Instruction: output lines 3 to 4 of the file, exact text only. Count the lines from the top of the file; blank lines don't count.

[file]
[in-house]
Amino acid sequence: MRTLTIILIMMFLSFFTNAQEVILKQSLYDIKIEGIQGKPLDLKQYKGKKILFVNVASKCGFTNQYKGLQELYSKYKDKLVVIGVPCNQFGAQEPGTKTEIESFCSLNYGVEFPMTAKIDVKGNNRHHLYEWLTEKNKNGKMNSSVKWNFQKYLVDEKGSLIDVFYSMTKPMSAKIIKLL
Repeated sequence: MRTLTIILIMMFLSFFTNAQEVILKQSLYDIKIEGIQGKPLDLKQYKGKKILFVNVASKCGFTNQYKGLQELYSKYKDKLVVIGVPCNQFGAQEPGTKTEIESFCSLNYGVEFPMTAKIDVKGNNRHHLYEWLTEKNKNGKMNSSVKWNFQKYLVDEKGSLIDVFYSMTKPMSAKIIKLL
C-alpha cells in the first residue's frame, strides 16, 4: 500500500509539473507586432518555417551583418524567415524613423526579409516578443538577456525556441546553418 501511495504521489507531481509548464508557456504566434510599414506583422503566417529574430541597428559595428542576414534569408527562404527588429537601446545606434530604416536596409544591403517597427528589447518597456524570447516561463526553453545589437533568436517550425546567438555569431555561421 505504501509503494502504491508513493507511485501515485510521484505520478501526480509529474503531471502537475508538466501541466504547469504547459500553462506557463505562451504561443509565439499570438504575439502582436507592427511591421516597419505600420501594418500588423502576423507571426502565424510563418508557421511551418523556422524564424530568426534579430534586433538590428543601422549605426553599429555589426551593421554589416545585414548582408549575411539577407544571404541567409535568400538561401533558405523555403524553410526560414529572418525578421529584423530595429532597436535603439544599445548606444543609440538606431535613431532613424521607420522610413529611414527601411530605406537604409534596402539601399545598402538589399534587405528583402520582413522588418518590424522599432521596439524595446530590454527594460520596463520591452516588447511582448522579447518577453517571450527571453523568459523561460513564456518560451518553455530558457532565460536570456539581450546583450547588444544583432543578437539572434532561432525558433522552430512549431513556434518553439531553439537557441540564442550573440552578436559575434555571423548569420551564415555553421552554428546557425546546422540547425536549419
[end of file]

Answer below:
Repeated sequence: MRTLTIILIMMFLSFFTNAQEVILKQSLYDIKIEGIQGKPLDLKQYKGKKILFVNVASKCGFTNQYKGLQELYSKYKDKLVVIGVPCNQFGAQEPGTKTEIESFCSLNYGVEFPMTAKIDVKGNNRHHLYEWLTEKNKNGKMNSSVKWNFQKYLVDEKGSLIDVFYSMTKPMSAKIIKLL
C-alpha cells in the first residue's frame, strides 16, 4: 500500500509539473507586432518555417551583418524567415524613423526579409516578443538577456525556441546553418 501511495504521489507531481509548464508557456504566434510599414506583422503566417529574430541597428559595428542576414534569408527562404527588429537601446545606434530604416536596409544591403517597427528589447518597456524570447516561463526553453545589437533568436517550425546567438555569431555561421 505504501509503494502504491508513493507511485501515485510521484505520478501526480509529474503531471502537475508538466501541466504547469504547459500553462506557463505562451504561443509565439499570438504575439502582436507592427511591421516597419505600420501594418500588423502576423507571426502565424510563418508557421511551418523556422524564424530568426534579430534586433538590428543601422549605426553599429555589426551593421554589416545585414548582408549575411539577407544571404541567409535568400538561401533558405523555403524553410526560414529572418525578421529584423530595429532597436535603439544599445548606444543609440538606431535613431532613424521607420522610413529611414527601411530605406537604409534596402539601399545598402538589399534587405528583402520582413522588418518590424522599432521596439524595446530590454527594460520596463520591452516588447511582448522579447518577453517571450527571453523568459523561460513564456518560451518553455530558457532565460536570456539581450546583450547588444544583432543578437539572434532561432525558433522552430512549431513556434518553439531553439537557441540564442550573440552578436559575434555571423548569420551564415555553421552554428546557425546546422540547425536549419